Audio is one of the most important components of a video. Films without solid audio mixes will punch audiences right out of immersion. Uploading a video before properly editing the sound can destroy your production value. To edit sound, you need an accurate representation of the audio, which is only possible with a pair of the best headphones for video editing.
FilmToolKit has done tons of research and read dozens of reviews in order to help you find the best headphones for video editing to fit your budget and needs. We’ve even put together a section at the bottom of the page to explain what different headphone specifications mean, and how you can interpret them to choose the best video editing headphones to suit your personal preferences.
Pro Tip: DON’T edit with Skullcandies, Beats, or any other similar headphones. We’ll explain why after our recommendations.
- 1 Why Buy Headphones Specifically For Editing?
- 2 Best Headphones For Video Editing – Top 5
- 2.1 1. Sennheiser HD 650 Open Back Professional Headphones (Best Quality, Highest Price)
- 2.2 2. Sennheiser HD 598 Over-Ear Headphones (All Around Best Headphones for Editing)
- 2.3 3. Audio-Technica ATH-M50x Professional Monitor Headphones (Best Headphones For Movies – $100-150 Range)
- 2.4 4. Audio-Technica ATH-M30x Professional Monitor Headphones (Best Budget Headphones For Editing – $50 Range)
- 2.5 5. Sony MDRZX110 ZX Series Stereo Headphones (Best Cheap Headphones For Editing)
- 3 Features To Look For In Headphones For Video Editing
- 4 Some Final Thoughts
Why Buy Headphones Specifically For Editing?
You probably already have multiple pairs of headphones laying around, so why waste money on another one?
- They give you a more accurate representation of what it will actually sound like on the big screen.
- They’re built for long hours of comfort.
- Wider dynamic ranges to ensure your headphones aren’t clipping any frequencies out.
- If you work in production, you’ll get a ton of use out of them!
Best Headphones For Video Editing – Top 5
1. Sennheiser HD 650 Open Back Professional Headphones (Best Quality, Highest Price)
Very Important Note: These are a pair of High-Impedance 300 Ohm headphones. While they will still sound decent, they will be completely outperformed by even $100 headphones if you don’t have a proper amplifier like this one. If you are not interested in purchasing an amplifier, please skip down to option #2.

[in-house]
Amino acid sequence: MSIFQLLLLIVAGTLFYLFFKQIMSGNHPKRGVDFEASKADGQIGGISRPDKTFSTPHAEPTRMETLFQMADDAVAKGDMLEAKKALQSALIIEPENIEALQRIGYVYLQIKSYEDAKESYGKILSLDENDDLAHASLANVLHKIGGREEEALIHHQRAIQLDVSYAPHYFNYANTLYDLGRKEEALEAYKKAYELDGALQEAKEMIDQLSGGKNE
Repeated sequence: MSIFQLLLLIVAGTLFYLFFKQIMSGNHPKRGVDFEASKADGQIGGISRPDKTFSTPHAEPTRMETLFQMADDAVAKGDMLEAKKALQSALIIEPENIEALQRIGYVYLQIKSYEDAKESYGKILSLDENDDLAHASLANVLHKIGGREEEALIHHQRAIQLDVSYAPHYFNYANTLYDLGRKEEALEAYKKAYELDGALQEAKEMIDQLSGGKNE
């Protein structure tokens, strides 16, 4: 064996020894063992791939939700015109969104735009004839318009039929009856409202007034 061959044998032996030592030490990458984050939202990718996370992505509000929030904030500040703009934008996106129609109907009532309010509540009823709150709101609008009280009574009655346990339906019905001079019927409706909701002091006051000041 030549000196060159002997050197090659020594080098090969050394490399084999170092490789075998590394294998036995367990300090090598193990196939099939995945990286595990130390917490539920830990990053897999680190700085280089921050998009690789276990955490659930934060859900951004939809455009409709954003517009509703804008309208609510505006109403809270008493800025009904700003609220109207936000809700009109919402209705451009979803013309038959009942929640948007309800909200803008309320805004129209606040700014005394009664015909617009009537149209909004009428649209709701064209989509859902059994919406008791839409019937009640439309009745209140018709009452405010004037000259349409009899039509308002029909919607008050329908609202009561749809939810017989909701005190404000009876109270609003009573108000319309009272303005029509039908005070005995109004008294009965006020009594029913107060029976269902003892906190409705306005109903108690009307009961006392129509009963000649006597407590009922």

Sennheiser is a top-tier high end audio equipment manufacturer, and have headphones tuned to every price point. We believe the Sennheiser HD 650 are the best open-back editing headphones you’re going to be able to find without spending a ludicrous amount.
These headphones are intended for critical listening, and will provide a balanced sound profile across lows, mediums and highs. The sound is exceptionally natural and accurate, and these headphones will give you the capabilities of editing anything completely accurately. Yes, even Hollywood blockbusters.
So what exactly makes these expensive headphones worth it?
For starters, frequency response range is absolutely incredible at 10-39,500 Hz, the highest of any headphones we’ve recommended. That covers the entire gamut of “Hearable” frequencies, as well as many that you can’t hear, but can still feel. The open back design creates a soundscape that’s eerily close to how your audio will sound in a large space like a theater.
Like all of the high-end monitoring headphones we have on this list, the connecting cables are detachable. Not only that, they are made from special, highly conductive copper that’s reinforced with kevlar. This minimizes handling noise from things bumping into your cables.
Best of all, the HD 650 is backed by a 2 year international warranty if anything happens to go wrong with your headphones.
We could go on all day about the unique tech used to make these headphones premium, but it wouldn’t make a whole lot of sense to you. What the general reviewers consensus is, is that these headphones are legendary, and the best in class for getting accurate sound.
If you feel like spending more or less money, we can confidently recommend all of the Sennheiser HD series headphones, as they are all held to the same high standard of quality.
2. Sennheiser HD 598 Over-Ear Headphones (All Around Best Headphones for Editing)
These headphones are relatively low impedance, and are the closest you’re going to get to the quality of the HD 650s without requiring an external amplifier. The 50 ohm impedance ensures you’ll be able to use it with every audio device, even phones, and the sound produced is incredibly accurate. For the $200-300 price range, these are some of the best headphones for editing you’ll be able to find.
These headphones also win our award for most comfortable and most stylish. Just look at those bad boys. If the Ivory colorway is too loud for your personal taste, there is also a black one available.
The ear cushions are lined with luxurious feeling velour, a very soft, comfortable material that will last much longer than the faux leather used on almost every other pair of headphones. These prevent the headphones from feeling like they’re clamped to your head, and many have said it can feel like they’re not even there.
The HD 598’s feature an open-backed design, allowing the sound to breathe, but leaking it into the room as well, so reserve these for editing in private studios. Of course, the 3 meter cable is completely detachable, includes a 3.5mm adapter.